A rejuvenating tisch is not limited to any age or gender. In fact, one does not need to a learned rabbinic figure to host such an enlightening experience. As a spiritually seeking seventeen year old, I found an ideal community in the grassy green acres of Clayton, Georgia. My growing passion for Judaism is nurtured and fostered at Camp Ramah Darom, a Conservative Jewish summer camp that eternally impacted my life. This past summer, I formed a unique bond with seventy-one other teens my age, each with a passion that compiled into one remarkable tisch. Every Friday evening, my Gesher eidah, or age group, would congregate around long tables and jubilantly sing various z’mirot together, laughing at the solos and hand motions that others would incorporate to the songs. Full from plates of baked chicken and boiled potatoes, my friends and I would listen attentively to the rebbes, or our college counselors, share personal stories regarding their faith and theology. This tradition constitutes a typical Shabbat evening at Camp Ramah Darom; it is what truly epitomizes the magic found there every summer.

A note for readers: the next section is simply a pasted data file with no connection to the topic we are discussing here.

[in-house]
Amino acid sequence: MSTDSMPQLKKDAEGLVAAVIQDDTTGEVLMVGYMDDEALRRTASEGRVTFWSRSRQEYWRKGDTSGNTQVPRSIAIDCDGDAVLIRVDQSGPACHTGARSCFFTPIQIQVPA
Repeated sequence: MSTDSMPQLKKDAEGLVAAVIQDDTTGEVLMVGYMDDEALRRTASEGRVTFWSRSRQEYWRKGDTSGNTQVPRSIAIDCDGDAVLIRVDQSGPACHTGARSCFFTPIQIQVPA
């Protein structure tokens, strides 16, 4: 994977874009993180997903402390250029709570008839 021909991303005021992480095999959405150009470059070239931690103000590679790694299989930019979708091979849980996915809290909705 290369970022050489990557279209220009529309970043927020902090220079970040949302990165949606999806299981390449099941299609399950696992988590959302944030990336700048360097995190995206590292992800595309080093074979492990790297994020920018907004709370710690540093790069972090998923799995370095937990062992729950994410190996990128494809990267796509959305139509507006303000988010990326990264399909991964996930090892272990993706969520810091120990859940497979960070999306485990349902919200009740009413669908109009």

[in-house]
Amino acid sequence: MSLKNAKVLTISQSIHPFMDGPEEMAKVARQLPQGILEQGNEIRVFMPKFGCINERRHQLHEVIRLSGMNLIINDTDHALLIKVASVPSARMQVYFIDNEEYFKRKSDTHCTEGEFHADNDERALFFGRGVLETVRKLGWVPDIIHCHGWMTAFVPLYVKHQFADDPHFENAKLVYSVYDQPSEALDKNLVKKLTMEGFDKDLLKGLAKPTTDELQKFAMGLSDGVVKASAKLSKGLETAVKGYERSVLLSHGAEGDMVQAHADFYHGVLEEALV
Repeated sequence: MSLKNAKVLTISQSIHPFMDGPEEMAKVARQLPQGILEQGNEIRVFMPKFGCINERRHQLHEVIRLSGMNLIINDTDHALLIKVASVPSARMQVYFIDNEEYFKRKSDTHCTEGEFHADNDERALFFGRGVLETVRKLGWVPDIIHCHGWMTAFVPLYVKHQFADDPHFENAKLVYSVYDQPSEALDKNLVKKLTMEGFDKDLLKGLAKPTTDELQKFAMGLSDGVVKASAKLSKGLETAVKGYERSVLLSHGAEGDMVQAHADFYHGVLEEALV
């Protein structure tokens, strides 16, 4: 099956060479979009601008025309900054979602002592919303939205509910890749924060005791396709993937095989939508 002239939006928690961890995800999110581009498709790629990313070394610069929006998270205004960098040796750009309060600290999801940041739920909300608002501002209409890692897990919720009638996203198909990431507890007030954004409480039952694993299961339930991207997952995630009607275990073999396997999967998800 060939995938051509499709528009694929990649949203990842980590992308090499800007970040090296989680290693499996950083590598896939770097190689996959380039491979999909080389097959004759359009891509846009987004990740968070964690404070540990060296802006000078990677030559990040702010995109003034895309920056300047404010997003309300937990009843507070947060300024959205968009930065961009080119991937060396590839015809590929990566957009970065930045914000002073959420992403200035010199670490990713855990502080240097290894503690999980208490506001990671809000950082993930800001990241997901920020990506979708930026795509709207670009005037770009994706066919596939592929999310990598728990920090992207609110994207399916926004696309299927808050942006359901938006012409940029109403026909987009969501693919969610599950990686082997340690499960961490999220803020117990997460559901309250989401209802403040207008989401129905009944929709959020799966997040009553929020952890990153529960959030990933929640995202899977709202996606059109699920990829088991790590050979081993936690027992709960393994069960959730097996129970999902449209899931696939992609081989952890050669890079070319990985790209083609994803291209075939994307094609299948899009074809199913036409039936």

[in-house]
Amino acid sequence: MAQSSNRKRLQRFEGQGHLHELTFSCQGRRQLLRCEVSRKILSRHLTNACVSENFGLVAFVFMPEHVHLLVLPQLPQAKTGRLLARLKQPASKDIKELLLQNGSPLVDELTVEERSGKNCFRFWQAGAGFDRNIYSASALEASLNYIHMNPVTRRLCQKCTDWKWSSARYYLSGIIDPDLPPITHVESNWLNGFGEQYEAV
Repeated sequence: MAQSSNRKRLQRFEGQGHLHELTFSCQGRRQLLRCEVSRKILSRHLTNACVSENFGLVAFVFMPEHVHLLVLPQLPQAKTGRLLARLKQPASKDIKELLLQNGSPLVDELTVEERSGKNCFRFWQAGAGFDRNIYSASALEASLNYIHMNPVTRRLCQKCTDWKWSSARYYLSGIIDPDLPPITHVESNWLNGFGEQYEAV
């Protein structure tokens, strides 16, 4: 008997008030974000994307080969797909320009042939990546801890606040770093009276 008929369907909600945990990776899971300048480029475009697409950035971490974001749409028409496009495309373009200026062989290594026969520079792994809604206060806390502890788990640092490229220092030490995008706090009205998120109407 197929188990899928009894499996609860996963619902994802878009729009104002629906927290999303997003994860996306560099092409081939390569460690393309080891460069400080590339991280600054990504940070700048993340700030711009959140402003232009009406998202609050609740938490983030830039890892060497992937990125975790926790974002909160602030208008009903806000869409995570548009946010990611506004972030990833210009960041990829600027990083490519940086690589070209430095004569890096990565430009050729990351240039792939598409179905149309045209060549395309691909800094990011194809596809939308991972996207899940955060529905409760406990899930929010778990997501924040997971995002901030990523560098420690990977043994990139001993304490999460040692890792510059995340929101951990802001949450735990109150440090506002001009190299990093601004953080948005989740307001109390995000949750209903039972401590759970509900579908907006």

After my life changing summers at Camp Ramah Darom, I was determined to find that same tisch, energy, and faith that my Conservative Jewish summer home provided. Eventually I came to realize that no two tables are alike; we must strive to create new spiritual circles rather than replicate them.

A tisch can be formed by a group of people that recognizes a common passion they share. That passion, however, need not be affiliated to any one Jewish denomination or synagogue. During my freshman year of high school, I was exposed to pluralistic Judaism during a RAVSAK teen shabbaton known as “Moot Beit Din.” With a common love for davening, studying, and debating, high school students from all over the country gathered for this one weekend in D.C to recognize and strengthen Jewish pluralism. Despite our denominational differences, my new friends and I were able to sit around a table on that Friday night and contribute to a memorable tisch, filled with rituals of every sect of Judaism. I sang with teens from every mark of the Jewish spectrum, expanding my standards for communal faith.